Mechanical seal problems reference

A quick reference to prevent potential seal and pump problems. 8-6

The biggest advantage of experience is you have hopefully learned what can get you into trouble. The following information has been explained in detail in previous technical papers, but I still see the same problems re-occurring on a daily basis.

Take a few minutes and look at the following. It might save you a seal or pump failure.



  • Carbon seal face. Any form of carbon is usually not acceptable in the following applications:
    • Oxidizers, they combine with carbon to form CO & CO2
    • Halogens (most of them end in the letters “ine”) chlorine, bromine, fluorine, astintine & iodine
    • Where color contamination can be a problem.
    • Some de-ionized water applications.
    • Hot petroleum products if you are concerned about fugitive emissions.
  • A special carbon is used for cryogenic and hot dry air applications. Moisture is needed to make the graphite release from the carbon-graphite mixture, and in these applications the needed moisture is not present. A special carbon with an imbedded organic is made to satisfy these applications.
  • Ceramic grade 99.5 is not a satisfactory hard face in hot applications because of its poor thermal conductivity. Alpha grade silicone carbide or tungsten carbide are much better choices.
  • Ethylene Propylene Rubber O-Rings will be attacked by petroleum products and this includes any petroleum grease that might be put on the O-ring during the installation process.
  • Kalrez® grade 3018 is not satisfactory if the temperature is below 600°F. (315°C.) The material is too hard at these lower temperatures.
  • Nickel base tungsten carbide can cause galvanic corrosion problems with stainless steel shafts.
  • Reaction bonded silicone carbide is not satisfactory for caustic or most high PH materials.
  • Viton® O-rings are not generally satisfactory in water based fluids. This also includes steam cleaning or flushing the lines with water based caustic solutions. Grade 747-75 fluorocarbon is O.K. if the water is cold, but ethylene propylene rubber is still your best choice as long as the temperature does not exceed 300°F (150°C.).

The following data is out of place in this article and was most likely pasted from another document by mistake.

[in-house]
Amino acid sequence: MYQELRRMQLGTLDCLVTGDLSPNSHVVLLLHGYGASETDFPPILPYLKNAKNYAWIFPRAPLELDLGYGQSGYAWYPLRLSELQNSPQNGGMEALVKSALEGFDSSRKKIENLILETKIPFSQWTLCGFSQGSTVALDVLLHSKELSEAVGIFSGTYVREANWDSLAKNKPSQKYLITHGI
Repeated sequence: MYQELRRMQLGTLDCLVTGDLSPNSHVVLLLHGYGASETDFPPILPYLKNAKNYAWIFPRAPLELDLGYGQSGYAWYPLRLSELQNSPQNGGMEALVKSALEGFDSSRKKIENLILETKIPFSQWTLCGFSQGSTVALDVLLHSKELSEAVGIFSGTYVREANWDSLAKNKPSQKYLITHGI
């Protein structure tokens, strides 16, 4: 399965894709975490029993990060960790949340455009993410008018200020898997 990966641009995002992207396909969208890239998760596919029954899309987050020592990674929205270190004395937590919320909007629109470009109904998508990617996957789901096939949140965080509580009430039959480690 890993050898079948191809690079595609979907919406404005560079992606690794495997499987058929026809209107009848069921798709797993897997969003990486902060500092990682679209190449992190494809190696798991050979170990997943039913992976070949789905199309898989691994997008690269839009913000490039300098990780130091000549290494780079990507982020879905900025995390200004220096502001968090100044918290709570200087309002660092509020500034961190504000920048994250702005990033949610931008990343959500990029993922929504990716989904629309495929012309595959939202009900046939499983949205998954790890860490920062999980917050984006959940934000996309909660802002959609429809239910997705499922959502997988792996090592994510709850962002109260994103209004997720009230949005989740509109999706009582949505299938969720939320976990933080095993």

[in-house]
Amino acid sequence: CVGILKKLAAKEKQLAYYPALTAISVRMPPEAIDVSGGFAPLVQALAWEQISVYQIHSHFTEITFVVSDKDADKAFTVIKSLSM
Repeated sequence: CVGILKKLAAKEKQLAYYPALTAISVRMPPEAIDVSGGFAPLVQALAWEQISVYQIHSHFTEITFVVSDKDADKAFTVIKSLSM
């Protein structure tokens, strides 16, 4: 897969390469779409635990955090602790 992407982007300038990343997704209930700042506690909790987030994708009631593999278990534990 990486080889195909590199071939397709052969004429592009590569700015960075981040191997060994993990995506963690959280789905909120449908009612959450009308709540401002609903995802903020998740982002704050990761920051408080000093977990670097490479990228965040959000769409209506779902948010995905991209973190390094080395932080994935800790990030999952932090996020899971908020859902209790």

• White Chemraz is not recommended for most high PH fluids. Do not use it with:
    • Acetaldehyde, Ammonia + Lithium metal solution, Aqua Regia, Black liquor, DI water, Ethyl Formate, Ethylene Oxide, FC 75, Freon 113 -114 – 114B2 – 115 – 142B- C318 – PCA – TF, Fuming Sulfuric Acid, Green Sulfate Liquor, KEL-F- Liquids, Lye, Magnesium Hydroxide, Red Fuming Nitric Acid, Potassium Hydroxide, Sodium Hydroxide (Caustic), Fuming Sulfuric Acid, and White Liquor.
  • If you choose the wrong elastomer it will be attacked by the fluid and break down. For the first few days the seal will work very well because the elastomer has become “slimy” and moves easily. The elastomer will then “swell-up” and lock-up the moveable seal components.


Remember that chemical attack can be accelerated by temperature, fluid concentration, and stress. Past plant experience is your best indicator of what seal and pump materials to use.

  • Ammonia compressor; use Neoprene for the O-ring because the fluid is a combination of ammonia and petroleum oil.
  • Black Liquor, as found in paper mill applications can be either sulfite or sulfate. Sulfate (high PH) is the most common and ethylene propylene can be used for the O-ring material if the temperature is below 300°F (150°C). If the temperature is too high, Kalrez is a good choice. White Chemraz is not recommended in these higher temperature caustic applications.
  • Boiler feed pump applications vary a great deal. In some cases they are nothing more than a simple hot water application, but in other instances a very high pressure is involved. In any case, cooling is needed in the stuffing box to insure long seal life. High pressure applications also require a heavy duty seal design.
  • Caustic. If the concentration is over 50% Monel metal will probably be needed. The metal selection depends upon the temperature and stress.
  • Ethylene Oxide will penetrate into most elastomers and explode out the other side of the O-ring. Use two seals and pressurize between them. Ethylene Oxide is a dangerous product, so two seals should be used in any case.
  • Halogens attack most carbon faces and will penetrate the Teflon® encapsulated O-rings like Vanway, Creavey and & 76 style.
  • Hot oils. Coking is always the problem. The seal area must be cooled. Coking is a function of temperature and time and is independent of the presence of oxygen. If you want to seal fugitive emissions you will have to go to two hard faces. Even the best of carbons show some blistering in these applications. In other words, a metal bellows seal will not eliminate the need for stuffing box cooling.
  • High temperature applications. Most metal bellows seal designs incorporate a low expansion holder (Invar 36 or Carpenter 42) to retain the carbon face. This holder is also frequently used as a vibration damper to prevent seal face separation problems caused by “slip stick.” If you lose cooling in these applications the pump shaft expands at a rate three times that of the low expansion steel vibration damper and can cause the seal faces to be pulled open.
  • Kaoline (china clay) will penetrate lapped seal faces because the solids are less than one micron in size. You will need two seals with a pressurized barrier fluid between the seals. Water is a good choice for this barrier fluid.